During her time at NC State, Kelly Cox ’13 decided to switch majors from zoology to natural resources and political science. At the time, she did not know she wanted to practice environmental law, but she knew she wanted to wear Chacos to work. Today, Cox is a fierce advocate for South Florida’s watershed as general counsel for Miami Waterkeeper – a nonprofit organization dedicated to defending everyone’s right to use and enjoy clean water.
Cox first became interested in environmental law and policy after collecting leaf data during an internship with the U.S. Forest Service. What she describes as “spending a summer in the woods counting leaves” proceeded to inform state-level policy on forest management in North Carolina and helped clarify for Cox the type of role she wanted in her professional career. Later, as she was working on joint law and master’s degrees at the University of Miami, Kelly interned with the City of Miami. “I knew at that point that I wanted to build a career in a space and with people that could effectuate positive change in my community by relying on sound science and good law,” Cox says. She found that space at Miami Waterkeeper shortly after taking the bar exam.
As the general counsel for Miami Waterkeeper, Cox oversees a staff of four and leads the organization’s legal advocacy efforts on marine ecosystem protection, clean water advocacy, and sea-level rise readiness. Especially gratifying for her is winning “David vs. Goliath battles.” A few years ago, Miami Waterkeeper confirmed a sewage leak that had not been fixed by the government for over a year. She and her co-counsel took legal action, and, over the next few days, the leak was fixed. These victories remind her of the famous Margaret Mead quote: “Never doubt that a small group of thoughtful, committed citizens can change the world; indeed, it’s the only thing that ever has.”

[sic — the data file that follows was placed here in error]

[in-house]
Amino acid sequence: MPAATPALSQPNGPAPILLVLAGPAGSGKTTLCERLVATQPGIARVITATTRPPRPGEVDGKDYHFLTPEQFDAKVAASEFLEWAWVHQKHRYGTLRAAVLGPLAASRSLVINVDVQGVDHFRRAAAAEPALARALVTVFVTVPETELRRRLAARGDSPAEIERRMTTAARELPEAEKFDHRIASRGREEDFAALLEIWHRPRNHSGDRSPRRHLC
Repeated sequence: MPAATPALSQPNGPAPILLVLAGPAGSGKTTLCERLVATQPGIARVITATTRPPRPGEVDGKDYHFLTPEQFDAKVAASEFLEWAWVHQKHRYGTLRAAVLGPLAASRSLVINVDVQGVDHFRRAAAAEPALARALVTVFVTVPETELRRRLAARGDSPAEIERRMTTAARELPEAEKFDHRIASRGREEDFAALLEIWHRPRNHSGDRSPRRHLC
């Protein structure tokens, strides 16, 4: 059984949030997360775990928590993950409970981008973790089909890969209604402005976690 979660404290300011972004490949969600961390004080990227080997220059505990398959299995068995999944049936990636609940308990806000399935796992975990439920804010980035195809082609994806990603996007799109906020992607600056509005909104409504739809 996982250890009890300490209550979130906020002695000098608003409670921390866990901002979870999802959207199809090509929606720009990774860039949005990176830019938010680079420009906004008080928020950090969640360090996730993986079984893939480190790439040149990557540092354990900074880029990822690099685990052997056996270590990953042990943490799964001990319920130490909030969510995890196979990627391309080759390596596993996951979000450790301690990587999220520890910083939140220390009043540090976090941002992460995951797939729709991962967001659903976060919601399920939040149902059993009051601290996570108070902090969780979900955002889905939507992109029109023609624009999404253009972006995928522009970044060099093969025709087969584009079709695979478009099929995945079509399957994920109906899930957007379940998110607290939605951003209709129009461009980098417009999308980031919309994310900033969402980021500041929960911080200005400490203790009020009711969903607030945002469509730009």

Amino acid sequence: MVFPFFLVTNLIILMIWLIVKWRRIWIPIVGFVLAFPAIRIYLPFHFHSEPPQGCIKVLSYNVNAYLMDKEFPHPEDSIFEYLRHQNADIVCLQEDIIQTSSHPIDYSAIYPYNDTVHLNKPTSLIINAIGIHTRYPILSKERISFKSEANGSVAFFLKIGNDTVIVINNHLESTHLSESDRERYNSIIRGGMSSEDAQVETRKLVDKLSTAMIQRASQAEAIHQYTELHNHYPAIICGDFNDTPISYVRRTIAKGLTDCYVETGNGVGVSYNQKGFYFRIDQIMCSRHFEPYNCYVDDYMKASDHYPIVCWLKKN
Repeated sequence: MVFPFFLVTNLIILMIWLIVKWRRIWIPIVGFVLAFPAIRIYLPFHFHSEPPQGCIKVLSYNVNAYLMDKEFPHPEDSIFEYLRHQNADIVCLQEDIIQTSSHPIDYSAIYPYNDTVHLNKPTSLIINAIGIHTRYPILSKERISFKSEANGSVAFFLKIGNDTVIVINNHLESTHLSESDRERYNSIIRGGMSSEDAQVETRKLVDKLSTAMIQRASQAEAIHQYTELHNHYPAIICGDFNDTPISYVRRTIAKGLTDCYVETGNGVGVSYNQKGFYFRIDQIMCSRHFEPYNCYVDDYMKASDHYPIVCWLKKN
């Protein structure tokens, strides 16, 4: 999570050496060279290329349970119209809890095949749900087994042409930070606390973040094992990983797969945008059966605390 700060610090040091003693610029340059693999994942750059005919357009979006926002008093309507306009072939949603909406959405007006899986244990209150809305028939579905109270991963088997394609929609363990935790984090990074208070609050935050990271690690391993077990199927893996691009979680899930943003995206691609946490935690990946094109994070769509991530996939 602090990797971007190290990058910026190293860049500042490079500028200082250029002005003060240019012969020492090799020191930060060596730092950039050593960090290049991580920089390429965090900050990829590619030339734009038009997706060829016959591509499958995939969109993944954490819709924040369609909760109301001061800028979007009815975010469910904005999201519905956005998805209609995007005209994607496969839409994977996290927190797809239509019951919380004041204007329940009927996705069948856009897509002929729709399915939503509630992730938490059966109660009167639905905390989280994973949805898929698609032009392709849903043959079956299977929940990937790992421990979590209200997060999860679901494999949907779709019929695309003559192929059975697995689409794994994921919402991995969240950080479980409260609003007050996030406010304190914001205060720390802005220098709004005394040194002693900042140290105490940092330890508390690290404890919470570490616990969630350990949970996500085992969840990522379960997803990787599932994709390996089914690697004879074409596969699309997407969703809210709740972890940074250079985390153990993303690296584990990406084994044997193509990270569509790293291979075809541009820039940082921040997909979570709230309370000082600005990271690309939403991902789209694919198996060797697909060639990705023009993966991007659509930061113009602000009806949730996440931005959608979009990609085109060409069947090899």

In 2017, just one year into her career, Cox began teaching environmental law and policy as an adjunct professor at the University of Miami’s Rosenstiel School of Marine and Atmospheric Science. She educates and inspires her students while having the opportunity to research ever-changing environmental issues. So far, she has published works on a range of topics including invasive aquatic species, marine zoning, and listed species protection.
Cox says the Park Scholarships program’s impact on her life is ongoing. “Every twist and turn of my experience involves a Park event, Park classmate, Park opportunity, Park mentor, or Park connection. It is because of this program that I was able to attend NC State, it is because of this program I took the path I did, and it is with the support of this program that I am where I am today. I’m very grateful for my time as a Park Scholar, and it has had a meaningful and lasting impact on my life.”
Her advice to Park Scholars is to be intentional about how you choose to spend your time. “Just because you can do something, doesn’t mean you should. If you aren’t finding happiness in the spaces you occupy – academic, service, or leadership – don’t be afraid to switch things up. The benefit of having this incredible community of support is having the privilege to take some risks. Branch out, take a new class, invite a new friend to your tailgate, meet a new professor, take an internship in a new area, and definitely, definitely go on an Outdoor Adventures trip.”